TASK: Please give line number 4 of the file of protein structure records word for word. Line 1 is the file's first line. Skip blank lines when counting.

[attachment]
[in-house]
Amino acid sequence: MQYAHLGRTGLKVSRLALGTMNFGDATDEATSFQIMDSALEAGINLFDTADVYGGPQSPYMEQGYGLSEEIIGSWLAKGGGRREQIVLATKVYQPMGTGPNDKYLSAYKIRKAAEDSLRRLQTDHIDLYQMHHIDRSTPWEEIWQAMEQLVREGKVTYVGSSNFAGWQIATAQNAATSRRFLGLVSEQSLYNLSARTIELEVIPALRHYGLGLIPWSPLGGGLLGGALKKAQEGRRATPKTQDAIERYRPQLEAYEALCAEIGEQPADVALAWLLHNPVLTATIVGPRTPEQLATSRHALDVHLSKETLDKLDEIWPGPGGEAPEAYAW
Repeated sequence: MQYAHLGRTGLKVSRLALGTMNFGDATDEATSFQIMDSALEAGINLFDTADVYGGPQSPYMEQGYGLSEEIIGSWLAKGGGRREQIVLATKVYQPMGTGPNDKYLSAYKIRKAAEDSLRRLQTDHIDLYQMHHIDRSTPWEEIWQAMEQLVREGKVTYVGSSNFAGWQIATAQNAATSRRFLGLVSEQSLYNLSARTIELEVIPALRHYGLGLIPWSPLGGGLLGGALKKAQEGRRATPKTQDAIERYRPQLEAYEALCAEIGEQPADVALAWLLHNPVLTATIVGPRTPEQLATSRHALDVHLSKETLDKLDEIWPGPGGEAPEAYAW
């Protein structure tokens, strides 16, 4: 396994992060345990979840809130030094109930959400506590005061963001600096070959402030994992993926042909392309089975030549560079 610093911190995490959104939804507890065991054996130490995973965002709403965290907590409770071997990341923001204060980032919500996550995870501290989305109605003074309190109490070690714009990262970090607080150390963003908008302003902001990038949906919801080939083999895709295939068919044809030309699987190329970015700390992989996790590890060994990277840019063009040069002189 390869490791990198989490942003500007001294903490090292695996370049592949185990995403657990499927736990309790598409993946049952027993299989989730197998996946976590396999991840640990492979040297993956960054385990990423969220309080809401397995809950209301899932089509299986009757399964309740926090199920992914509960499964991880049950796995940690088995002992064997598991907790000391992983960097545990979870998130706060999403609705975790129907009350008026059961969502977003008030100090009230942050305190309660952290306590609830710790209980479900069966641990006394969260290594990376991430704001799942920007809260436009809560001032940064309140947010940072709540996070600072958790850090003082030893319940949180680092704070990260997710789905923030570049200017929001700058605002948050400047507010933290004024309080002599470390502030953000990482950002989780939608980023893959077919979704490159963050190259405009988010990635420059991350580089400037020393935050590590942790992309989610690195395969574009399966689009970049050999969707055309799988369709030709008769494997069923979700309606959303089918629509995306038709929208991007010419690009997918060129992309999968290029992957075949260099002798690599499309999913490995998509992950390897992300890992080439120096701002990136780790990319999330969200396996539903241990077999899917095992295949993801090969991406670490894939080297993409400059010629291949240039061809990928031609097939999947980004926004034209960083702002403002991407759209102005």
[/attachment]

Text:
């Protein structure tokens, strides 16, 4: 396994992060345990979840809130030094109930959400506590005061963001600096070959402030994992993926042909392309089975030549560079 610093911190995490959104939804507890065991054996130490995973965002709403965290907590409770071997990341923001204060980032919500996550995870501290989305109605003074309190109490070690714009990262970090607080150390963003908008302003902001990038949906919801080939083999895709295939068919044809030309699987190329970015700390992989996790590890060994990277840019063009040069002189 390869490791990198989490942003500007001294903490090292695996370049592949185990995403657990499927736990309790598409993946049952027993299989989730197998996946976590396999991840640990492979040297993956960054385990990423969220309080809401397995809950209301899932089509299986009757399964309740926090199920992914509960499964991880049950796995940690088995002992064997598991907790000391992983960097545990979870998130706060999403609705975790129907009350008026059961969502977003008030100090009230942050305190309660952290306590609830710790209980479900069966641990006394969260290594990376991430704001799942920007809260436009809560001032940064309140947010940072709540996070600072958790850090003082030893319940949180680092704070990260997710789905923030570049200017929001700058605002948050400047507010933290004024309080002599470390502030953000990482950002989780939608980023893959077919979704490159963050190259405009988010990635420059991350580089400037020393935050590590942790992309989610690195395969574009399966689009970049050999969707055309799988369709030709008769494997069923979700309606959303089918629509995306038709929208991007010419690009997918060129992309999968290029992957075949260099002798690599499309999913490995998509992950390897992300890992080439120096701002990136780790990319999330969200396996539903241990077999899917095992295949993801090969991406670490894939080297993409400059010629291949240039061809990928031609097939999947980004926004034209960083702002403002991407759209102005």